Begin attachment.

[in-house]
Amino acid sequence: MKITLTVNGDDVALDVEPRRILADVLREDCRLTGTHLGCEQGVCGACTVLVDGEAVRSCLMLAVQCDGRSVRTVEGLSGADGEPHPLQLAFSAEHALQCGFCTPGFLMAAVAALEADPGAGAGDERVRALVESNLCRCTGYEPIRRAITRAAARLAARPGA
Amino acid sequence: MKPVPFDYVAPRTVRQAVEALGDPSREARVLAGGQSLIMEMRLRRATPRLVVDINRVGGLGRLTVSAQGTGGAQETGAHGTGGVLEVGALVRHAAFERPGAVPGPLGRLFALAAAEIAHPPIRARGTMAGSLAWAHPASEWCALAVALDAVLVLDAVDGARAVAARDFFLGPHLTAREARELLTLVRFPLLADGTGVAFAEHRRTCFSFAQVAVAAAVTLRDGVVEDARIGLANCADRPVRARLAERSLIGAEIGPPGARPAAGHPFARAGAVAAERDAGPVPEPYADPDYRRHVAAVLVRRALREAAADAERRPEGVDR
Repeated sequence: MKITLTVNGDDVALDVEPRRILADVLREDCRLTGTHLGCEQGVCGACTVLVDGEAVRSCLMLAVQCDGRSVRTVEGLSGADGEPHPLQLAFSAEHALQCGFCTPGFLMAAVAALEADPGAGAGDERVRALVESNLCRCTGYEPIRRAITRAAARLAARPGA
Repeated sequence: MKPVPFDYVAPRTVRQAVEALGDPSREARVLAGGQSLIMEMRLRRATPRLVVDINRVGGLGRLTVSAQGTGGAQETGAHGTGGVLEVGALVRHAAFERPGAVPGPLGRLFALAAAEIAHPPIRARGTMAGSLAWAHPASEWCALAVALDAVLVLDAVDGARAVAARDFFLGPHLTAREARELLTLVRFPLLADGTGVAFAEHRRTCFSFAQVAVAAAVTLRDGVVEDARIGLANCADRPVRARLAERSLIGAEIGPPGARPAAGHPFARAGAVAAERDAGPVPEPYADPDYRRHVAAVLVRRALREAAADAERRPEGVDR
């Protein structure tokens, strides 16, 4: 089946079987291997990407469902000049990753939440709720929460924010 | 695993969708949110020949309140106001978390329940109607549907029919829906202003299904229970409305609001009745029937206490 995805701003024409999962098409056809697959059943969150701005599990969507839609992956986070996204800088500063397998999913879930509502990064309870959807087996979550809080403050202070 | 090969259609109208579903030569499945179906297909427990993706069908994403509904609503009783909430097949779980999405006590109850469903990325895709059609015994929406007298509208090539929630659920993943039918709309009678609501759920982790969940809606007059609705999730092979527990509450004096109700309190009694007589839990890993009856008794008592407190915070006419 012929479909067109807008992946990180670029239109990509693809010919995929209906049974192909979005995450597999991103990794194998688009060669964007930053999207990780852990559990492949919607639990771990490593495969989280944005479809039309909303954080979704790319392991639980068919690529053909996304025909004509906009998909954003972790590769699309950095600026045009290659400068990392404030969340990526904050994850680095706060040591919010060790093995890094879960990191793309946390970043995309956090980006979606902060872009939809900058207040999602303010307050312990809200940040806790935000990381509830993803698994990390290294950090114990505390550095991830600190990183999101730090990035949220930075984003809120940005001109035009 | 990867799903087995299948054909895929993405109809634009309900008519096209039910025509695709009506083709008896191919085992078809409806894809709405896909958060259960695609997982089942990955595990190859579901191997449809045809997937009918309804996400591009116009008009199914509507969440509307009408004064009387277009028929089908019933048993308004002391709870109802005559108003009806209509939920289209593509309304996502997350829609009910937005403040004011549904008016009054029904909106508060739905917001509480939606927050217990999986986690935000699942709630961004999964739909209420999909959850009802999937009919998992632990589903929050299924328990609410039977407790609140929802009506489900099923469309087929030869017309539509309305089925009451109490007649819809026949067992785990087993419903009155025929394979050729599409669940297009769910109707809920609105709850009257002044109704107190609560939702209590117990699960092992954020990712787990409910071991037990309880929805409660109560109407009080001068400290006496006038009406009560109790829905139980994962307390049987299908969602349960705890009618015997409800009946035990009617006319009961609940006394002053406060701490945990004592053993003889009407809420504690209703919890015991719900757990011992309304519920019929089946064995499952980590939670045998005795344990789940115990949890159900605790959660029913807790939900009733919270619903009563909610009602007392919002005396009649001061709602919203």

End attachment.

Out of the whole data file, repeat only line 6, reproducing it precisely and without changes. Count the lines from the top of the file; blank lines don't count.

């Protein structure tokens, strides 16, 4: 089946079987291997990407469902000049990753939440709720929460924010 | 695993969708949110020949309140106001978390329940109607549907029919829906202003299904229970409305609001009745029937206490 995805701003024409999962098409056809697959059943969150701005599990969507839609992956986070996204800088500063397998999913879930509502990064309870959807087996979550809080403050202070 | 090969259609109208579903030569499945179906297909427990993706069908994403509904609503009783909430097949779980999405006590109850469903990325895709059609015994929406007298509208090539929630659920993943039918709309009678609501759920982790969940809606007059609705999730092979527990509450004096109700309190009694007589839990890993009856008794008592407190915070006419 012929479909067109807008992946990180670029239109990509693809010919995929209906049974192909979005995450597999991103990794194998688009060669964007930053999207990780852990559990492949919607639990771990490593495969989280944005479809039309909303954080979704790319392991639980068919690529053909996304025909004509906009998909954003972790590769699309950095600026045009290659400068990392404030969340990526904050994850680095706060040591919010060790093995890094879960990191793309946390970043995309956090980006979606902060872009939809900058207040999602303010307050312990809200940040806790935000990381509830993803698994990390290294950090114990505390550095991830600190990183999101730090990035949220930075984003809120940005001109035009 | 990867799903087995299948054909895929993405109809634009309900008519096209039910025509695709009506083709008896191919085992078809409806894809709405896909958060259960695609997982089942990955595990190859579901191997449809045809997937009918309804996400591009116009008009199914509507969440509307009408004064009387277009028929089908019933048993308004002391709870109802005559108003009806209509939920289209593509309304996502997350829609009910937005403040004011549904008016009054029904909106508060739905917001509480939606927050217990999986986690935000699942709630961004999964739909209420999909959850009802999937009919998992632990589903929050299924328990609410039977407790609140929802009506489900099923469309087929030869017309539509309305089925009451109490007649819809026949067992785990087993419903009155025929394979050729599409669940297009769910109707809920609105709850009257002044109704107190609560939702209590117990699960092992954020990712787990409910071991037990309880929805409660109560109407009080001068400290006496006038009406009560109790829905139980994962307390049987299908969602349960705890009618015997409800009946035990009617006319009961609940006394002053406060701490945990004592053993003889009407809420504690209703919890015991719900757990011992309304519920019929089946064995499952980590939670045998005795344990789940115990949890159900605790959660029913807790939900009733919270619903009563909610009602007392919002005396009649001061709602919203």